- Course: Dessert
- Skill Level: Moderate
- Cost: Moderate
- Favorited: 8 Times
I didn’t understand why people got swoony about the combination of peaches and blueberries until I spent a few summers in the Northeast. When those local blueberries came in, along with peaches, they were indeed something to get excited about. Here in New Mexico we might be more inclined (or, rather, able) to use raspberries for our local berry. Elsewhere, the blackberry or huckleberry might be your best choice. Either way, the yellow corn flour dumplings end up surrounded with scarlet or purple juice.
I like to drop the topping by spoonfuls to get a cobbled look. If you prefer to roll out the topping and cut it into diamonds, circles, hearts, or other shapes, add another 1/3 cup flour or corn flour to make a dough that’s rollable and easy to handle. I prefer it to polenta, which I feel is too coarse and hard here.
For the fruit:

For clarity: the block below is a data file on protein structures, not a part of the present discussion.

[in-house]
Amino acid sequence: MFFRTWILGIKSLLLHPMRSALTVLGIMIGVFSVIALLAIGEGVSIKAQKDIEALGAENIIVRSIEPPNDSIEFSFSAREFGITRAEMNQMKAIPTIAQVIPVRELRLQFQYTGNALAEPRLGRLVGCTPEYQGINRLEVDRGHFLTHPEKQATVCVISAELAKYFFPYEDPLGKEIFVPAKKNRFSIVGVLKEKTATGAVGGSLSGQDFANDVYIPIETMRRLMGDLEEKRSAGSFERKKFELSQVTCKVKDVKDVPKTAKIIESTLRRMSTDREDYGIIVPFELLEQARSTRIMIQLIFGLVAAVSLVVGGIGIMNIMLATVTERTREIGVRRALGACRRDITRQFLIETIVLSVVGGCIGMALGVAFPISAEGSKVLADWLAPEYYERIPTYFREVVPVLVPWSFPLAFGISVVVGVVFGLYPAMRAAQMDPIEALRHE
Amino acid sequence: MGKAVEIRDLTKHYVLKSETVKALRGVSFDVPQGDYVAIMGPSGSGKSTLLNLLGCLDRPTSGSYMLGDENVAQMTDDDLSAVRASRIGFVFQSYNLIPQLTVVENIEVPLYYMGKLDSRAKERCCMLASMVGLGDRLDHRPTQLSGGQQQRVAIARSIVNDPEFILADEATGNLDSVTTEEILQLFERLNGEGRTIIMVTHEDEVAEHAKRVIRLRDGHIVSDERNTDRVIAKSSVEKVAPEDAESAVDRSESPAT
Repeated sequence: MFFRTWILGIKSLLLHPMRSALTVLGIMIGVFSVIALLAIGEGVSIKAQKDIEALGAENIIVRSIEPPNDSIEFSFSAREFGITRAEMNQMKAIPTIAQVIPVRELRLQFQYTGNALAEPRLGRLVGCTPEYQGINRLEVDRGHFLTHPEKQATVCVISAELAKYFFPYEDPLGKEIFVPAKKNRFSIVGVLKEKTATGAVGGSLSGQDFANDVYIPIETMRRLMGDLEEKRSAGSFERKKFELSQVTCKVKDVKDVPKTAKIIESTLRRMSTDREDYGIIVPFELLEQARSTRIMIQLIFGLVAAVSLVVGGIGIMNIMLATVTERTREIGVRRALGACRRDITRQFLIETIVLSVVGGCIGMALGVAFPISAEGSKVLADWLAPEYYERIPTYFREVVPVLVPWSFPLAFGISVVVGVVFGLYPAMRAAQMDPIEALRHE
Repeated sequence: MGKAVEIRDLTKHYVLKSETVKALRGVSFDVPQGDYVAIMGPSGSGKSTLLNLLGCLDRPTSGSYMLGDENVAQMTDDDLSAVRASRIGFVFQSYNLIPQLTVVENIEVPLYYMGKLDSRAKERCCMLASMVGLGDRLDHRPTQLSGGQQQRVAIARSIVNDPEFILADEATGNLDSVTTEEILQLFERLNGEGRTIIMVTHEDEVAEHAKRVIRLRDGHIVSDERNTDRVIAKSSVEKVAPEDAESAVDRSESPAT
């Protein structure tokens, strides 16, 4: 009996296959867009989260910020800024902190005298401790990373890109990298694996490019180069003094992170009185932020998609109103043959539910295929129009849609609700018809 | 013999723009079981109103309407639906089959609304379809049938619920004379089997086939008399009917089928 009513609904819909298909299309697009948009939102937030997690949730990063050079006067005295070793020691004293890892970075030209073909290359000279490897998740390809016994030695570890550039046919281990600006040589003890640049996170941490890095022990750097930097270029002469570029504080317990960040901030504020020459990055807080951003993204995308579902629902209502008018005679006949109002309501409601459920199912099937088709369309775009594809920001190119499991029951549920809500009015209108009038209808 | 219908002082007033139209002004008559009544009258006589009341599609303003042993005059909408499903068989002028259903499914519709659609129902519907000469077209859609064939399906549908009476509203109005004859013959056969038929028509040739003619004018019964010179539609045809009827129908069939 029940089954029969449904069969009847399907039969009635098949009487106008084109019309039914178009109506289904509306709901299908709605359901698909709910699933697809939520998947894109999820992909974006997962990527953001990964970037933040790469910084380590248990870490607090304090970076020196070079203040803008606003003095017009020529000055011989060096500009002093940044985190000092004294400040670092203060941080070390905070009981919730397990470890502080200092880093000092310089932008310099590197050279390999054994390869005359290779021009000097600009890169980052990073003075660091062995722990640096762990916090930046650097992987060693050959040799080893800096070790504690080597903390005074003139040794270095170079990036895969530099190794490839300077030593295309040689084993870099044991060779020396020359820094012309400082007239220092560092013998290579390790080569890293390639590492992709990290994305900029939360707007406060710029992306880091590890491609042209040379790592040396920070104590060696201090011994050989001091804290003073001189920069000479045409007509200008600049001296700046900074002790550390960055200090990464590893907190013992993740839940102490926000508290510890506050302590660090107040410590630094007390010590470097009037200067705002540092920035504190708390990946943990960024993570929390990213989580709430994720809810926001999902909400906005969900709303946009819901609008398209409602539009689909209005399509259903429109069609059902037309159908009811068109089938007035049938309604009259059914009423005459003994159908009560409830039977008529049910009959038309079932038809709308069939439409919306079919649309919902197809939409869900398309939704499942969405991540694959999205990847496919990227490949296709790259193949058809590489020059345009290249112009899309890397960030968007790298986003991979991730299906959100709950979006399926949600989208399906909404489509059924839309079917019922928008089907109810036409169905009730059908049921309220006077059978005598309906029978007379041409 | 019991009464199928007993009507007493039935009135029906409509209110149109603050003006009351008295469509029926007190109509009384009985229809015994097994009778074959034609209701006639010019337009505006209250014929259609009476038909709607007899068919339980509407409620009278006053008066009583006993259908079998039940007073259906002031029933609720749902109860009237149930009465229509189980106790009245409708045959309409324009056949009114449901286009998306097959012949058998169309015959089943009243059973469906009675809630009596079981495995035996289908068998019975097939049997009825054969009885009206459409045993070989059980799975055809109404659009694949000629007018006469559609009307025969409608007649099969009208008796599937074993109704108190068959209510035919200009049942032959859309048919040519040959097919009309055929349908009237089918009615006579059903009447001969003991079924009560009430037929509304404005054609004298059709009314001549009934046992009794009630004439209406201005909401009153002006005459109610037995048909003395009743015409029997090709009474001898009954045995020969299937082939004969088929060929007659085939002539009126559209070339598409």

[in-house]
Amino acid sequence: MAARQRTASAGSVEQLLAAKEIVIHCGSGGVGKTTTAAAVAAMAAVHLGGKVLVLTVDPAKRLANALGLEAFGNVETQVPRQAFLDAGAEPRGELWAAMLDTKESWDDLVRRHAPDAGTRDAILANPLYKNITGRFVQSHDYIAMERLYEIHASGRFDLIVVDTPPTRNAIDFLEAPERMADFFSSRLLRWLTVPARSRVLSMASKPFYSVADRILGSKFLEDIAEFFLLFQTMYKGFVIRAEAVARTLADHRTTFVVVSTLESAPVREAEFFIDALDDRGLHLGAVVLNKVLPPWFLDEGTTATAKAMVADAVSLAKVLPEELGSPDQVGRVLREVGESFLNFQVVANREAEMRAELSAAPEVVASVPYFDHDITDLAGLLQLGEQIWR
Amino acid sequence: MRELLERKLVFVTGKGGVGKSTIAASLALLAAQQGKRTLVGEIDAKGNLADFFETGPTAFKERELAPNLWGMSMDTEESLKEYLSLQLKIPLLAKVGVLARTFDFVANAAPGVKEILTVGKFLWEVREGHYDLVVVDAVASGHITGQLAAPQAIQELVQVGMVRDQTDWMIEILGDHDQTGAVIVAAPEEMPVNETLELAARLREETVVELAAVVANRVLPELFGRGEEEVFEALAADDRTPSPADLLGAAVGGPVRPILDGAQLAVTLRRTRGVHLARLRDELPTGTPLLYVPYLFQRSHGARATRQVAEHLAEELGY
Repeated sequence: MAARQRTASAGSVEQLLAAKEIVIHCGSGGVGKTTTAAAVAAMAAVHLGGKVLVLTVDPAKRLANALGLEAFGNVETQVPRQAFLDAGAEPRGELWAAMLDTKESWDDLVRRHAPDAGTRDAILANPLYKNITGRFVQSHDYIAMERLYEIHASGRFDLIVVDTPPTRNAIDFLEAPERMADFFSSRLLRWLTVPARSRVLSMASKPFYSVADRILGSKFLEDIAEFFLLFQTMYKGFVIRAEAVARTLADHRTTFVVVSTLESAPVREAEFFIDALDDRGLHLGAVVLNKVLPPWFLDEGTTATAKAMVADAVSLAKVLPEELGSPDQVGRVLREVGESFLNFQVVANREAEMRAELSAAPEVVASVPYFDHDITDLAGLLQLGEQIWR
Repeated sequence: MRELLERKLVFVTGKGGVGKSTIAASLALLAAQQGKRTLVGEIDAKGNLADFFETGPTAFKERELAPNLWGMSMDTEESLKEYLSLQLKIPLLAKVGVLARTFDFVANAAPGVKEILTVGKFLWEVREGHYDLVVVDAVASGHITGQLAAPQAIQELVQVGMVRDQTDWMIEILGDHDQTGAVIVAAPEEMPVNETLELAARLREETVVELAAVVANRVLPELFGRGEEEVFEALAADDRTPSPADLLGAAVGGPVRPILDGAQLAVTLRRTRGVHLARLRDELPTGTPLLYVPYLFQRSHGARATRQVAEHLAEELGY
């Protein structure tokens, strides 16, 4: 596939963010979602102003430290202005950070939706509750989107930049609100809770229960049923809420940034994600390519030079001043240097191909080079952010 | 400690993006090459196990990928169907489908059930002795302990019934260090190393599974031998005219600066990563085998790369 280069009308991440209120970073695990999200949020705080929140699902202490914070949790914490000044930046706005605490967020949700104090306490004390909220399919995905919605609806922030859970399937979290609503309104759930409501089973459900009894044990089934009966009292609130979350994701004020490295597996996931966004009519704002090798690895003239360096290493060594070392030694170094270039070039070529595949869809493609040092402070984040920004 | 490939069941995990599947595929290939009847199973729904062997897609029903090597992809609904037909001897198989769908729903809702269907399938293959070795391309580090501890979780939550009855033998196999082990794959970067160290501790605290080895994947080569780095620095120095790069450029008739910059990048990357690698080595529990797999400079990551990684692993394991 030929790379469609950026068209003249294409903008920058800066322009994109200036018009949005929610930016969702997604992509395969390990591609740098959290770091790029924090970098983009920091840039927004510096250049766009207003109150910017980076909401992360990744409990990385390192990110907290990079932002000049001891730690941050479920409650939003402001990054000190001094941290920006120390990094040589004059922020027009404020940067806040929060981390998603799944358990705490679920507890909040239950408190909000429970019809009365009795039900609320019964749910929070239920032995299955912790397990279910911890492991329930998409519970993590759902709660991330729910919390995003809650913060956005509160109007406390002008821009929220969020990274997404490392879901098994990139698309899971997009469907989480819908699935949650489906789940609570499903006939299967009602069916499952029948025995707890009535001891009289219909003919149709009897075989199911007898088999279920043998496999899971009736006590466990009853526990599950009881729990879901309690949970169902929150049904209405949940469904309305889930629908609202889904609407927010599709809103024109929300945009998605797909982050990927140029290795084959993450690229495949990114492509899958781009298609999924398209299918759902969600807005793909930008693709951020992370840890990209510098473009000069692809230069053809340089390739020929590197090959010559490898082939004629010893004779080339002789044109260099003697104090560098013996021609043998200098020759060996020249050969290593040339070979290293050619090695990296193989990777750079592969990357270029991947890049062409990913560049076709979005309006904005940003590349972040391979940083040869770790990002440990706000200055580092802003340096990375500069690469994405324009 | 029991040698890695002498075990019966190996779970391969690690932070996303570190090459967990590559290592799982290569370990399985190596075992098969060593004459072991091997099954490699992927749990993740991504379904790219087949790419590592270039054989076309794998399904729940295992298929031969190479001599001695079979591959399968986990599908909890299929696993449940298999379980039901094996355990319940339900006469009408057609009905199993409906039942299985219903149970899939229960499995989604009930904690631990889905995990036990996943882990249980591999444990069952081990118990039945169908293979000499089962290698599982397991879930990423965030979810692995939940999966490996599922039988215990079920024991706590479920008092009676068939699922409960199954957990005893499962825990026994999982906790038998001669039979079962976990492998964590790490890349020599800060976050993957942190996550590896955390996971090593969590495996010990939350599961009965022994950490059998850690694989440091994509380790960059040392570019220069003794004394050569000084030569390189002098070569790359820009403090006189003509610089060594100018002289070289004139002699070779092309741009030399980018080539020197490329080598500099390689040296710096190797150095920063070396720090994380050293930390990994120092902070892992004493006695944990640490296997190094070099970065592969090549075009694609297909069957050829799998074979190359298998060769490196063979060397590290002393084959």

- 6 to 8 peaches or nectarines (about 6 cups sliced)
- 2 cups blueberries, huckleberries, blackberries, or others
- 3 tablespoons maple sugar or organic brown sugar
- 3 tablespoons cornstarch or 5 to 6 tablespoons all-purpose flour
- ¼ teaspoon ground cinnamon
For the topping:
- 1 cup all purpose flour or whole wheat pastry flour
- 2/3 cup corn flour
- 2 teaspoons baking powder
- ¼ cup maple sugar or organic white or light brown sugar
- ¼ teaspoon salt
- 5 tablespoons cold unsalted butter, diced into small pieces
- 2 large eggs
- ½ teaspoon vanilla extract
- ¾ cup buttermilk or milk and yogurt combined
1. Preheat the oven to 400°F. Lightly butter a 2½-quart baking dish. If using peaches, dip them into boiling water for 5 to 10 seconds, then pull off the skins. Pit and slice the fruit, put it in a bowl with the berries, and toss with the sugar, cornstarch, and cinnamon. Let stand while the oven heats and you make the biscuit topping.
2. Mix the flour, corn flour, baking powder, sugar, and salt in a bowl, then cut in the butter using 2 knives or your fingers.
3. Beat the eggs with the vanilla and buttermilk. Using a fork or your fingertips, lightly stir these wet ingredients into the flour mixture until it is mixed evenly. It will be rather wet.
4. Transfer the fruit to the baking dish. Then drop the cobbler batter by small spoonfuls over the top, covering the entire surface. Bake in the center of the oven until the topping is golden brown and the juices are bubbling around the edge, about 25 minutes. Let cool and settle for at least 20 minutes before serving.
© 2010 Deborah Madison
Nutritional information is based on 10 servings.